“MatrixPrint”: a new 3D printing platform consisting of a new type of jelly-like support matrices and nano-inks. Photo: Dorothea Helmer
A new technology will make 3D printing of various materials faster and more precise. The Federal Ministry of Education and Research has selected the “MatrixPrint” project for funding in its “NanoMat Futur” competition for young researchers. Dr. Dorothea Helmer from the Department of Microsystems Engineering at the University of Freiburg will thus receive 1.9 million euros to develop so-called pseudoplastic matrices for 3-D printing of glass, metal and polymers.
“Previous methods of 3-D printing require support structures in order to be able to produce complex structures with high precision,” explains Helmer. “This costs a lot of time and additional material and drastically limits the freedom of design.” In addition, it is difficult for scientists to create thin channel structures, which are necessary, for example, for the production of artificial blood vessels or small synthesis reactors due to the often insufficient precision of 3-D printing. “In addition, many fundamentally different printing methods and machines are required to produce different materials in 3-D printing,” says the Freiburg researcher.
In her “MatrixPrint” project, Helmer is therefore developing a 3D printing platform consisting of a new type of jelly-like support matrices and nano-inks. This technology can structure metals, glasses and polymers on a single machine. In addition, it does not require printed support structures, which allows a high freedom of design. The printing is done by a system in which Helmer introduces the nano-inks into the matrix through a fine capillary. These newly developed support matrices can keep the injected ink in shape despite differences in density and volume growth. Once the ink has hardened in the support matrix, the resulting three-dimensional structures can be released from the soft matrix. The liquid phase interface between matrix and ink results in particularly smooth structural surfaces. The supporting matrix can then be reused for further prints. The Freiburg researcher wants to produce fine channel structures with integrated electronics in this way, for example to enable cell experiments or analyses on-chip.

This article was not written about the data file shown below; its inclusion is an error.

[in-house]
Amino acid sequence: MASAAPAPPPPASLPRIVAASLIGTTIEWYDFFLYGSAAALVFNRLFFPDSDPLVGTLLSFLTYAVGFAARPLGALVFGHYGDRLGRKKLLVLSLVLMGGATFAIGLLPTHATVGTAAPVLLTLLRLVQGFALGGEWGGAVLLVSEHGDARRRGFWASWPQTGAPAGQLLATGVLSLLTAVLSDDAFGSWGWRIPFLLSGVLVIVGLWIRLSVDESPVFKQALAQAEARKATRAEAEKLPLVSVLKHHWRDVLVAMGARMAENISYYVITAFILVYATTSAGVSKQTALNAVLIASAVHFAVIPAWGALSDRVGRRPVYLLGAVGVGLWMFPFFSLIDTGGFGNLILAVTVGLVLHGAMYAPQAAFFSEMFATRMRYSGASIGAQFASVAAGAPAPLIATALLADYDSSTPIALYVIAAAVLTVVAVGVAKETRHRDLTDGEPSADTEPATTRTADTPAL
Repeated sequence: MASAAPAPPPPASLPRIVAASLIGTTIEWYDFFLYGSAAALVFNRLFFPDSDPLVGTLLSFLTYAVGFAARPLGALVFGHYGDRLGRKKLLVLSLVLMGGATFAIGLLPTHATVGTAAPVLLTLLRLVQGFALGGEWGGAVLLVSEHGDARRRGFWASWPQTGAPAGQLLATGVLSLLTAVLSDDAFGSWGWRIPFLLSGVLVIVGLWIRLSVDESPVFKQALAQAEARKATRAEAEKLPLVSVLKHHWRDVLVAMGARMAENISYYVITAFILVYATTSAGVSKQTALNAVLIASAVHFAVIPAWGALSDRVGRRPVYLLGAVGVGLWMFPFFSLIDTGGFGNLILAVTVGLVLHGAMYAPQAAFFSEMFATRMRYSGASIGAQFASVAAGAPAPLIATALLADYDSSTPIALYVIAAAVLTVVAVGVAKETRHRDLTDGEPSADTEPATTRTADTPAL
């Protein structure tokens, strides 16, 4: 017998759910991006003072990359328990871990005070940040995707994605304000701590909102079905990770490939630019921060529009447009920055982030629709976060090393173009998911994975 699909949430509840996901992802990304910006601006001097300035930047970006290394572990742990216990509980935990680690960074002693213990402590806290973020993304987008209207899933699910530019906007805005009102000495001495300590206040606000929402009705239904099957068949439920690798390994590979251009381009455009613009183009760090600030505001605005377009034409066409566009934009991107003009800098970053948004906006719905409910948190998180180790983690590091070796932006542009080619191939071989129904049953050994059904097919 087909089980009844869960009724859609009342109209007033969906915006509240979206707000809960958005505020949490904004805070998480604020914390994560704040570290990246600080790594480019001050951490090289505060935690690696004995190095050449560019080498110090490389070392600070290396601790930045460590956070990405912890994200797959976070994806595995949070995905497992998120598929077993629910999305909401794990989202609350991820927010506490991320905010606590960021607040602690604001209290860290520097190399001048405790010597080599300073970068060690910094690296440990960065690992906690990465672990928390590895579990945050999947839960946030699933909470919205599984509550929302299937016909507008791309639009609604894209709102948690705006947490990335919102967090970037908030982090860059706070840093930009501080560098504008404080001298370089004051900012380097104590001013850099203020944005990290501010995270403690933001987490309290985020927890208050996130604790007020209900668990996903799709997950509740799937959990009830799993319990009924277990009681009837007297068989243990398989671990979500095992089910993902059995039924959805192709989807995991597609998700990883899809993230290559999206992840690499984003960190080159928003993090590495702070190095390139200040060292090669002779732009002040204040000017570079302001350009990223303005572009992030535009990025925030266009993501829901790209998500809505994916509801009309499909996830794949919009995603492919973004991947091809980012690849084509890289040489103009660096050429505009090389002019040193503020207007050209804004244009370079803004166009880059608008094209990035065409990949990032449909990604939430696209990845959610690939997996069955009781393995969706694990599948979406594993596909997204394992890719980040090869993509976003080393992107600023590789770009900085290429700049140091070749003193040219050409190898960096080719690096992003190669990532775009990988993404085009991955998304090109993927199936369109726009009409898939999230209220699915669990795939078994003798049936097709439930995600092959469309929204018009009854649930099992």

Dorothea Helmer studied chemistry in Karlsruhe and received her doctorate in organic chemistry and biochemistry at the Technical University of Darmstadt. She then carried out research at the Institute of Microstructure Technology at the Karlsruhe Institute of Technology and has been working at the chair of „Process Technology” of Prof. Dr. Bastian E. Rapp group at the Department of Microsystems Engineering at the University of Freiburg since 2018.
Dr. Dorothea Helmer
Department of Microsystems Engineering
University of Freiburg